Saturday, March 12, 2016

Lucia's sadly selective statistical showpersonship

Lucia Liljegren is spending the twilight of lukewarmism as a non-laughable position mostly posting recipes, and notifying her followers about the arrival of major holidays (three of her last ten posts.) But 'twas not always thus. During the "hiatus" Lucia was fond of comparing the IPCC's multi-modal mean with global temperatures, despite the fact that these were models of climate, not weather forecasts, and that patient people had explained to her over and over that "about 0.2C/decade over the next several decades" was not a prediction one could falsify based on a few years of data.

She liked making this mistake so much, she did it again and again and again (and again and again…and again.) But this all stopped rather abruptly in November of 2014, which funnily enough was exactly the time El Nino came to a stuttering start after a unprecedented 50-month absence:

As a result, every month after November 2014 (anomaly 0.68C) has been hotter (anomaly-wise) than November 2014 itself:

And yet despite the rather dramatic turn in the data, and despite the fact that she liked making this comparison well enough to make it over and over again with different temperature records and updates to the present, she never updated her final graph, which looked like this:

Why did Dr Liljegren suddenly lose interest in this exercise? Why the statistical-torture hiatus? We may never know, but said graph with more recent GISTEMP measurements superimposed looks like this:

It's a mystery, really.

UPDATE: MartinM has better graph-fu than I and has updated lucia's graph of the multi-model mean vs the 13-month mean.


Monday, January 4, 2016

Announcement of new elements allows WUWT dittoheads to flex their ignorance

Every now and again, Anthony likes to cut-n-paste a science press release, to try and delude himself and his readers into thinking his website has something to do with science other than whining about it. Unfortunately, changing the subject merely serves to illustrate the pathetic science illiteracy and reactionary politics of his little band.

Recently actual scientists were able to synthesize four new elements -- creating materials never seen on earth before. And Anthony, "citizen scientist," was able to copy their press release!

This should be easy. Not much is required of the commentors by way of response here. Scientists toiled for years in obscurity and today they leave their mark on history. Yay science! Unfortunately, this simple PR exercise is beyond the ken of Tony's tinfoil hat brigade.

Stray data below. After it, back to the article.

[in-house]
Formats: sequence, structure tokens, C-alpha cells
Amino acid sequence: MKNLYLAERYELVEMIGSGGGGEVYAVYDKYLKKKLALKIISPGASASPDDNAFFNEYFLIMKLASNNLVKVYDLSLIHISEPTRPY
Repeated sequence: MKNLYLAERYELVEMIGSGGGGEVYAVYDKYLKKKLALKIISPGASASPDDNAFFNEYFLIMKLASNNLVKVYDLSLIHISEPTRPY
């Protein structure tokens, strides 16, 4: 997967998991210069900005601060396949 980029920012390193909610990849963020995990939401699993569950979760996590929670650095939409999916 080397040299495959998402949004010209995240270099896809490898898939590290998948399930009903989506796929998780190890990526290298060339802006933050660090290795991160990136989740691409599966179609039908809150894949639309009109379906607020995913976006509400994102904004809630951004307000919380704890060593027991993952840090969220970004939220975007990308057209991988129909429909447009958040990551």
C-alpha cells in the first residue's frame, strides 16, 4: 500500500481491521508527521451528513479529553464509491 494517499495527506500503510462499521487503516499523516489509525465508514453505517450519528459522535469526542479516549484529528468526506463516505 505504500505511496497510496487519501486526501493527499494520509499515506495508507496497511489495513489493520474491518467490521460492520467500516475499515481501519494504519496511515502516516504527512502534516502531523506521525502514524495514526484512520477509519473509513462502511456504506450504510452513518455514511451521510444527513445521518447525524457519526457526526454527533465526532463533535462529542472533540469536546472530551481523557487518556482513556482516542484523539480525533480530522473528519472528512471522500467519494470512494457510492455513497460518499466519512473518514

Needless to say, "just get past…around 110" is not anyone's idea of how to synthesize stable superheavy elements, which is still very much a thing. But perhaps I am getting sidetracked from "JPS"'s main point, which seems to be: Scientists were wrong about an island of stability (wrong) so global warming is a lie!

Multiple dim bulbs simply reject the idea that anything has been discovered. It's just another hoax!

"Mark" one goes off on a weird tangent about element names, but "Mark" two stands ready to pull the discussion back to what the site is all about:

Having belittled homosexuals, the tinfoil hats decide it's time to bring up slavery and the New World Order:

I'd like to reiterate: this is a puff piece about a feel-good story about the discovery of new elements. But these deniers can't get through a simple press release on a totally non-climate-related subject without devolving into an anti-intellectual, homophobic, paranoid cri de coeur. It does not make one hopeful for their output of the course of the rest of this, an election year.

Monday, December 14, 2015

GISTEMP November: +1.05C

h/t Gavin Schmidt, via Twitter

Another month, another record. 2015 is now all but certain to go into the books as the hottest ever, claiming the title from 2014(!)

We are in the grip of a strong El Nino, so the coming years will likely see some regression towards the mean. I fully expect to see a "no warming since 2015" denier talking point by mid-2017 at the latest.

Beneath the noise, the world will continue to warm.

Wednesday, November 18, 2015

Intolerant protest and the lantern

Obstreperous protests are roiling campus at elite universities throughout the nation. At Dartmouth, a Rosa Parks for a new generation screamed “Fuck you, you filthy white fucks!” at students studying quietly in the library. At Yale, protesters fought for sensitivity and racial understanding by spitting on people. At the University of Missouri, protesters made nation news by variously harassing, threatening, and assaulting journalists trying to cover protests taking place in public on an open quad.